Runners can be picky about their gear and rightly so — my favorite Gu flavor might make you sick, and your tried-and-true sneakers could leave me with shin splints. That lands runners firmly in the hard-to-shop-for category, but it is still clearly possible to find gifts for the runners in your life that they’re sure to love. Drawing on my own favorites (I’ve been running for a decade now and have completed five marathons and dozens of shorter races) plus the input of avid runners, coaches, and other experts, I’ve narrowed down the best gifts for all runners, whether they’re tackling their first miles or collecting medals.
Gadget gifts for runners
When I asked a few runner friends what gifts they’d like to receive, several mentioned a new GPS watch, often singling out Garmin by name. Garmin’s entry-level running watch, the Forerunner 45, lets runners track their runs and check their pace, heart rate, and distance mid-run; it also offers the ability to preprogram interval workouts and lots of other features. City Coach co-founder and head coach Jonathan Cane told us that the previous version of this watch would “certainly do the trick for a new runner, and will be adequate even for a more hard-core athlete.” It’s safe to say the new one will do the same.
For runners who compete in triathlons, this Garmin watch also tracks biking and swimming metrics. It boasts a 14-hour battery life, which comes in handy during longer events like Ironman races. According to Steph Willett — a triathlete and the team manager of Volée, a global community of female runners created by the apparel brand Oiselle — for a watch with so many features, this one “is light, fairly intuitive, and doesn’t look like a calculator on my wrist.”
Although Coros only started selling GPS watches in 2018, the Seattle-based brand has earned lots of buzz in the running community and is quickly becoming a big player in the market. The main reason? Its watches have a crazy-long battery life. This entry-level model will last 25 hours in GPS mode or 30 days for regular use, and its pricier watches go up to 60 hours and 45 days. “They’ve created a great product, for sure,” says Jason Fitzgerald, a USA Track & Field–certified running coach and the founder of Strength Running. “It does everything: tracks sleep, steps, altitude, sunrise and sunset, calories burned, and of course all of the running metrics that runners care about.”
This high-end watch is designed for ultrarunners like professional endurance runner Susie Chan, who regularly compete in races up to 50 or 100 miles long (or longer) on difficult terrain. Besides its military-grade durability, the watch includes a compass and altimeter, and keeps track of your speed on both uphill and downhill sections of your runs. Chan loves that the Grit X “has a function that reminds you when to drink and eat, monitors sleep patterns, and gives you mobility exercises to keep you strong.”
If you like the idea of gifting your favorite runner a GPS watch but maybe want something they’ll wear when they’re not running, consider buying an Apple Watch. It has lots of the same functionality as the GPS watches above, according to Meghan Takacs, a running trainer for the fitness app Aaptiv. “The Apple Watch is a good option to help novices appreciate accountability and structure,” she says. “It offers a daily steps goal to meet, along with reminders to get them in [and] the ability to sync popular apps.” Plus, your recipient will likely enjoy this watch so much that they will keep it on at all times, running or not. (Experts we polled across various fitness disciplines named the Apple Watch the best overall activity tracker, whether you’re running laps on the track or just taking a stroll around town.)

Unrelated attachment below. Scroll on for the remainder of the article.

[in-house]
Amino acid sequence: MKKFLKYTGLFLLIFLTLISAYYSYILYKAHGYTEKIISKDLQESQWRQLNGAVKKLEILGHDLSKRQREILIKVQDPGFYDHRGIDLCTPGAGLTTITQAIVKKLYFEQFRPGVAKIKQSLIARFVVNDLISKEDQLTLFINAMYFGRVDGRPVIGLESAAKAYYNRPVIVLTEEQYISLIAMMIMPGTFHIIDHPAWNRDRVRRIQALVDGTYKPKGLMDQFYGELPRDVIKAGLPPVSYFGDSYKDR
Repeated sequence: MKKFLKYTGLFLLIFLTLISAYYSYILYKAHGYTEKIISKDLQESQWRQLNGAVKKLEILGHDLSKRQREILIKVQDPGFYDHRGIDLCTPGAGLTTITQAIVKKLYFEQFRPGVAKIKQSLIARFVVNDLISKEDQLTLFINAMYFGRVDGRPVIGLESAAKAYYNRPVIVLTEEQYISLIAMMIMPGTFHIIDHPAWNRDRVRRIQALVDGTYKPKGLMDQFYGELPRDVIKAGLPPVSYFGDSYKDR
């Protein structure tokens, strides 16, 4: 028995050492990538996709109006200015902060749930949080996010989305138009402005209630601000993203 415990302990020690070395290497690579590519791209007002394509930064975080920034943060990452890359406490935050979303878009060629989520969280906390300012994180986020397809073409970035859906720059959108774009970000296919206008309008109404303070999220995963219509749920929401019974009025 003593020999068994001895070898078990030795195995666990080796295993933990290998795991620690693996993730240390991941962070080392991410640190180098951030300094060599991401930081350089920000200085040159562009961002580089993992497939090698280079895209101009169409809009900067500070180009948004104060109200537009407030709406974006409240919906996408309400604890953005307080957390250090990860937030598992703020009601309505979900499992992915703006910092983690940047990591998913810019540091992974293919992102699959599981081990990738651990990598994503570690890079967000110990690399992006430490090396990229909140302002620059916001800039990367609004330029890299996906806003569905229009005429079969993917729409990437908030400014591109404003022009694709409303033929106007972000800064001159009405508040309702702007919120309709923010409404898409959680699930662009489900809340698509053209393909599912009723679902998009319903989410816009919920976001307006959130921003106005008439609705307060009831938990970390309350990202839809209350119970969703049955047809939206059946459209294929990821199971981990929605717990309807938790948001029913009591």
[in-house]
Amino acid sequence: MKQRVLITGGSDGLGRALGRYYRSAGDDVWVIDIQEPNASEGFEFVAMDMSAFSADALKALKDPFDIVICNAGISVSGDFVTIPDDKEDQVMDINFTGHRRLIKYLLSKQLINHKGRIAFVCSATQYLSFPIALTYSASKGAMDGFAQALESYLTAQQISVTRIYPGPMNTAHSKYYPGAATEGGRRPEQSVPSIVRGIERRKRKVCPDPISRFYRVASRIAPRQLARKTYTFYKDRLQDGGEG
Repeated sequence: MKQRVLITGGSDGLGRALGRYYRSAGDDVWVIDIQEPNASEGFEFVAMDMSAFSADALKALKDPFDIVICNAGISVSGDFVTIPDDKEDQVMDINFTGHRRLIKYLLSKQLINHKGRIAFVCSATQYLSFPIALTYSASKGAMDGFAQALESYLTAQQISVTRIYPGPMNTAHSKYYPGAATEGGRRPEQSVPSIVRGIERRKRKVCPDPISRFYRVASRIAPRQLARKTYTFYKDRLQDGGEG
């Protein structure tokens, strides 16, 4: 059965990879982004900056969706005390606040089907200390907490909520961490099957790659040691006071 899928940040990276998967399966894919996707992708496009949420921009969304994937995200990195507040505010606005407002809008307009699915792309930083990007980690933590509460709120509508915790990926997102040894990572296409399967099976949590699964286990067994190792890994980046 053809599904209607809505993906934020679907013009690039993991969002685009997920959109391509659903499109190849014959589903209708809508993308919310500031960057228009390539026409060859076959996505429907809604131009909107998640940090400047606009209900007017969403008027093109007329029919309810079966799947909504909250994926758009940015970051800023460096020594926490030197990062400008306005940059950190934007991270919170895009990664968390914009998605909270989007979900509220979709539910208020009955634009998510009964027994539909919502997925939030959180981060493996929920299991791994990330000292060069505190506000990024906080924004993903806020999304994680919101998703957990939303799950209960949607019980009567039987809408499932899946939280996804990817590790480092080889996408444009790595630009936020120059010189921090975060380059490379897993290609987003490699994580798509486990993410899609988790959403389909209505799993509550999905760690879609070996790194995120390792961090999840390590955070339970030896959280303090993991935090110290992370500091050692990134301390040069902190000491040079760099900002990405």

Sometimes listening to a good playlist or podcast can make all the difference in getting a runner out of bed on a cold day. Strategist deputy editor Maxine Builder tested out an earlier version of these truly wireless earbuds and liked all the workout-friendly features they had to offer. They’re water- and sweat-resistant with simple touch controls for adjusting volume, pausing music, or taking calls on the run. The earbuds come with three sizes of what Bose calls “StayHear tips,” little plastic hooks that help them stay in place when you’re running.
A little bit more affordable, these open-ear headphones are especially safe for runners because they don’t actually go inside the ear but rather transmit sound through the bones in your ear. Professional runner Katie Mackey told us she was initially skeptical about the technology, but was quickly won over: “After using them a few times, I was totally in love because I could hear the music just as well as with other headphones, but I can also hear all the noise around me.”
Dylan Bowman, a professional ultrarunner and participant in the Wings for Life World Run for spinal-cord-injury research, knows that not all headphones are built for the demands of runners. He says he’s had to buy five or six pairs of AirPods over the past few years since they can’t stand up to his intense training. This year, he’s hoping to receive a pair of Jaybird Vista earbuds that are actually designed for running since they’re a favorite among his fellow athletes. Even if the runner in your life isn’t competing in 100-mile races, they’ll appreciate that these earbuds are totally waterproof and sweatproof, super-lightweight, and come with three interchangeable buds for getting a perfect fit.
Among work, other hobbies, and making time for family, busy runners squeeze their runs in either early in the morning or late at night — often when it’s dark outside. To stay safe and visible to cars and other traffic, I use an older version of this clip-on light that’s totally unobtrusive when attached to my waistband.